“Obviously people wouldn’t be as upset about it if it was ‘non-material,’” Linville said. “In considering whether or not to effectively grant someone a growth area expansion, and to undo an open space requirement that the neighborhood has come to rely on, the Board of Supervisors ought to be very careful.”
Linville said he is concerned that open space would be sacrificed to allow Beights to build homes that should have been built in the other sections of the neighborhood.
“For marketing reasons they chose to build 441 homes that were single-family within the neighborhood,” Linville said. “They probably also ran into other constraints, like topographical challenges, but for marketing and business reasons they chose not to build all the homes they could have.”
Said Beights: “If I lived there, I would want to understand that as open space too. It is 58 acres of immensely valuable property, and we have the right to develop it if the county approves it, and we have had the right to ask for the rezoning dating back to the original [approval].”
“You can’t control what Realtors tell people,” he added. “We have never suggested this is perpetual open space.”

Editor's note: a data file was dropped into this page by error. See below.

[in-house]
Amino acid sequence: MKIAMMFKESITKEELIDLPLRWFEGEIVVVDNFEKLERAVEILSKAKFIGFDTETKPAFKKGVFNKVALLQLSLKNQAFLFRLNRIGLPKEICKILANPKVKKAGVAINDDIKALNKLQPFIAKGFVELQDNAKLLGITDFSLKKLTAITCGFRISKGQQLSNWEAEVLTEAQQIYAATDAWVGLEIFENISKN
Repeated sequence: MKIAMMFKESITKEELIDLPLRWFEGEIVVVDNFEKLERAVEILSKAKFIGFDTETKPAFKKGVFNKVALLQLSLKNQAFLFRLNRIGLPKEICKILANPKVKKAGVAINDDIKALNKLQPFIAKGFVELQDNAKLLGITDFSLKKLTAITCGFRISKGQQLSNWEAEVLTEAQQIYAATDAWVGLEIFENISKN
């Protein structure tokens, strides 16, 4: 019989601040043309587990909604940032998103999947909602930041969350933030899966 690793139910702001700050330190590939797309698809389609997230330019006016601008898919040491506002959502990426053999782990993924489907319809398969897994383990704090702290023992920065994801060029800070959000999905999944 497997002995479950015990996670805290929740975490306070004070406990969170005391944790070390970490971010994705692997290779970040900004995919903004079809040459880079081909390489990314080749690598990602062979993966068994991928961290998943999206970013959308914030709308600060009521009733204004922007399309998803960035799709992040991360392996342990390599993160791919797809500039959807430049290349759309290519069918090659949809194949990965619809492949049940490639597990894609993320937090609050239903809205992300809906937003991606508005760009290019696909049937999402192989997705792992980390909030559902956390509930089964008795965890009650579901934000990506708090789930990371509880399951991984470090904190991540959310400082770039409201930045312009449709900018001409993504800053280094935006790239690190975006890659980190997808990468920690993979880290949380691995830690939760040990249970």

Neighbors said they have been frustrated at the inconsistency between the developer’s current plans and his old marketing materials, which show the land as an undeveloped section with trails. Further, the written record of county meeting minutes is a mixed bag acknowledging both the developer’s future growth plans and an expressed interest in keeping the rural land as open space.
Condron is concerned the county is about to set a bad precedent.
“It shouldn’t be this tough for ordinary citizens to have to try and figure this out,” Condron said. “We feel duped. It is dismaying to see the county considering giving them more leeway.”
Kristina Parker, a Redfields resident since 2004 and a past president of the homeowners association, says she wants the county to consider the request not in isolation but as part of an upcoming review of the county’s Comprehensive Plan.